Tony Burton, a veteran character actor best known for brief but memorable turns as a tough, no-nonsense trainer and cornerman in Sylvester Stallone’s first six “Rocky” films, has died at age 78.
Burton died of pneumonia Thursday at a Southern California hospital, his wife, Aurelain “Rae” Burton, said Friday.
Failing health had prevented him from appearing in “Creed,” the seventh “Rocky” movie and the one for which Stallone is nominated for a best supporting actor Oscar at Sunday’s Academy Awards.
“People would always ask him, ‘What’s Sylvester Stallone like,’ his wife recalled with a chuckle. “He’d just say, ‘Sylvester’s a nice guy.’ That’s all he’d ever say.”
Burton, a former boxer himself, had a long career as a character actor.
He appeared in “The Shining” and “Stir Crazy” and was one of the ballplayers in the 1976 film “The Bingo Long Traveling All-Stars & Motor Kings.”
He was a regular in the television series “Frank’s Place” and appeared in “Chicago Hope,” ”The Rockford Files” and “Sanford and Son.”
His last major film was 2006’s “Rocky Balboa,” in which he prepares the nearly 60-year-old Rocky Balboa character played by Stallone for an exhibition against the current champion, telling Balboa to “bring some hurtin’ bombs.”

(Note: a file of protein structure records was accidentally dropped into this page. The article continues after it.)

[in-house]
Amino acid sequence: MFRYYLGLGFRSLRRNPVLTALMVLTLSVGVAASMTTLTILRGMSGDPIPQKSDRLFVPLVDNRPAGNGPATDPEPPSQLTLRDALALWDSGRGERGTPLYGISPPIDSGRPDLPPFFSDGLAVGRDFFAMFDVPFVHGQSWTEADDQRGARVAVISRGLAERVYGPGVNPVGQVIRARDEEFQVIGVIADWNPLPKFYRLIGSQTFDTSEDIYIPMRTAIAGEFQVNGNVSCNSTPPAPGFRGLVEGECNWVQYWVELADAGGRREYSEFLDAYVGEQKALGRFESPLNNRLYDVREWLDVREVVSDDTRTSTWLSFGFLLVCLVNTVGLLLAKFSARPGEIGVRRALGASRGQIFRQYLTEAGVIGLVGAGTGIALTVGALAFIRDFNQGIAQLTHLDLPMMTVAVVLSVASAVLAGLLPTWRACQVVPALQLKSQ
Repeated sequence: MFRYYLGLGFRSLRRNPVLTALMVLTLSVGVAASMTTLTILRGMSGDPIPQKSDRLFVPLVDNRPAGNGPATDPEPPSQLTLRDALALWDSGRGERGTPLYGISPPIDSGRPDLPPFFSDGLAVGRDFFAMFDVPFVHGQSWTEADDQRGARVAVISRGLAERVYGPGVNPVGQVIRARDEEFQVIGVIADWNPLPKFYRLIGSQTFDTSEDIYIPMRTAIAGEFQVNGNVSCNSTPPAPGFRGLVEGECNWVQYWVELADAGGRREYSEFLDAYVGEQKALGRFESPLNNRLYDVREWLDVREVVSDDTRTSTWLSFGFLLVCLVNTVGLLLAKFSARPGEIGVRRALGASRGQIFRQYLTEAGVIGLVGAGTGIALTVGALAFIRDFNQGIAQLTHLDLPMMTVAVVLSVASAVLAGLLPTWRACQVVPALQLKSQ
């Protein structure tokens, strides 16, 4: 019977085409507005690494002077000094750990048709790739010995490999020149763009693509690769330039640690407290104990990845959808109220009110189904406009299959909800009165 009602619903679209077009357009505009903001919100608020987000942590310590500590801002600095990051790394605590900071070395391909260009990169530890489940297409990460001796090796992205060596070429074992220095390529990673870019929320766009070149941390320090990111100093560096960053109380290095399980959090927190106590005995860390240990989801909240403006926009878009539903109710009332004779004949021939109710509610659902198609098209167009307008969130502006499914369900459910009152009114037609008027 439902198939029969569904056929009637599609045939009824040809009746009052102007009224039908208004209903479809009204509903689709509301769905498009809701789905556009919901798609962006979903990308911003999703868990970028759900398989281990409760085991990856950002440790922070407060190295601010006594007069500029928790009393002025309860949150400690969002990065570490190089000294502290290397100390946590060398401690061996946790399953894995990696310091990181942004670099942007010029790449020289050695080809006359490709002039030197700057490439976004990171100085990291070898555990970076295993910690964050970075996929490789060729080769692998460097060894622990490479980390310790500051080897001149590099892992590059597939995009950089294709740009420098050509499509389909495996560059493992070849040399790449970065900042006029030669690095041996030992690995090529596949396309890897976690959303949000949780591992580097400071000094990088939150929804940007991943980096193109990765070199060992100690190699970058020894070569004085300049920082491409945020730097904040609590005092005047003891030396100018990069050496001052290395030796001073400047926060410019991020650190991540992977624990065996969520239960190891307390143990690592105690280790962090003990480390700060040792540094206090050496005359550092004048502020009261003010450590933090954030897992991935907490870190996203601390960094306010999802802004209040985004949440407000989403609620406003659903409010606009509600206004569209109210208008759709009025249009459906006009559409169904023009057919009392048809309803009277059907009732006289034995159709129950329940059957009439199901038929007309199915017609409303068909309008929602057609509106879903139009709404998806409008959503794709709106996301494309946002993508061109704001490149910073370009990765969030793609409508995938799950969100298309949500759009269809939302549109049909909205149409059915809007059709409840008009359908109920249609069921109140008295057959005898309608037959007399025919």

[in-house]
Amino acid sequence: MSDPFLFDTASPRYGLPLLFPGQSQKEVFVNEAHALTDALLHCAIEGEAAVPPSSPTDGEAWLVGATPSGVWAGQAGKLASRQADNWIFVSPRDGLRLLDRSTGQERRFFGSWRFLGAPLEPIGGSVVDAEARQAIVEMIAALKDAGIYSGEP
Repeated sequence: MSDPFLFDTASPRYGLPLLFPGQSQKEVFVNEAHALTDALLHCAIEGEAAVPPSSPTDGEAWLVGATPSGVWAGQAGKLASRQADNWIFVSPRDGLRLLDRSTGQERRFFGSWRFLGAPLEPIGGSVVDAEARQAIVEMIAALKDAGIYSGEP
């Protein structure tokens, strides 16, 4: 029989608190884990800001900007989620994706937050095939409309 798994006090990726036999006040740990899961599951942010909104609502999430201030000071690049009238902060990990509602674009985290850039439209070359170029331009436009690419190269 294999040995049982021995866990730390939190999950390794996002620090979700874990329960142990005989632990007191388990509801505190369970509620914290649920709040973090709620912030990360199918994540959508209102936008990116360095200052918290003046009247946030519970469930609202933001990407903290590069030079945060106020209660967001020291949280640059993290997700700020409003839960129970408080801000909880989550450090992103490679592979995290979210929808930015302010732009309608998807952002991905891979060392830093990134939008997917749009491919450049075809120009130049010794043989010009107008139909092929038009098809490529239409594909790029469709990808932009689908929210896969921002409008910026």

In the first two Rocky films, his character, Tony “Duke” Evers, was trainer and manager to Rocky’s world-champion opponent, Apollo Creed, played by Carl Weathers.
In “Rocky II,” Burton tries to talk the champion, who barely won that first fight, out of giving Balboa a rematch.
“He’s all wrong for us, baby,” his character says. “I saw you beat that man like I never saw no man get beat before and the man kept coming after you. … Let it go.”
Born and raised in Flint, Michigan, Burton was a top Golden Gloves boxer in his youth and had a brief professional boxing career.
In addition to his wife of 36 years, he is survived by his son, Jomo and daughters Juanita and Christal. Another son, Martin, preceded him in death.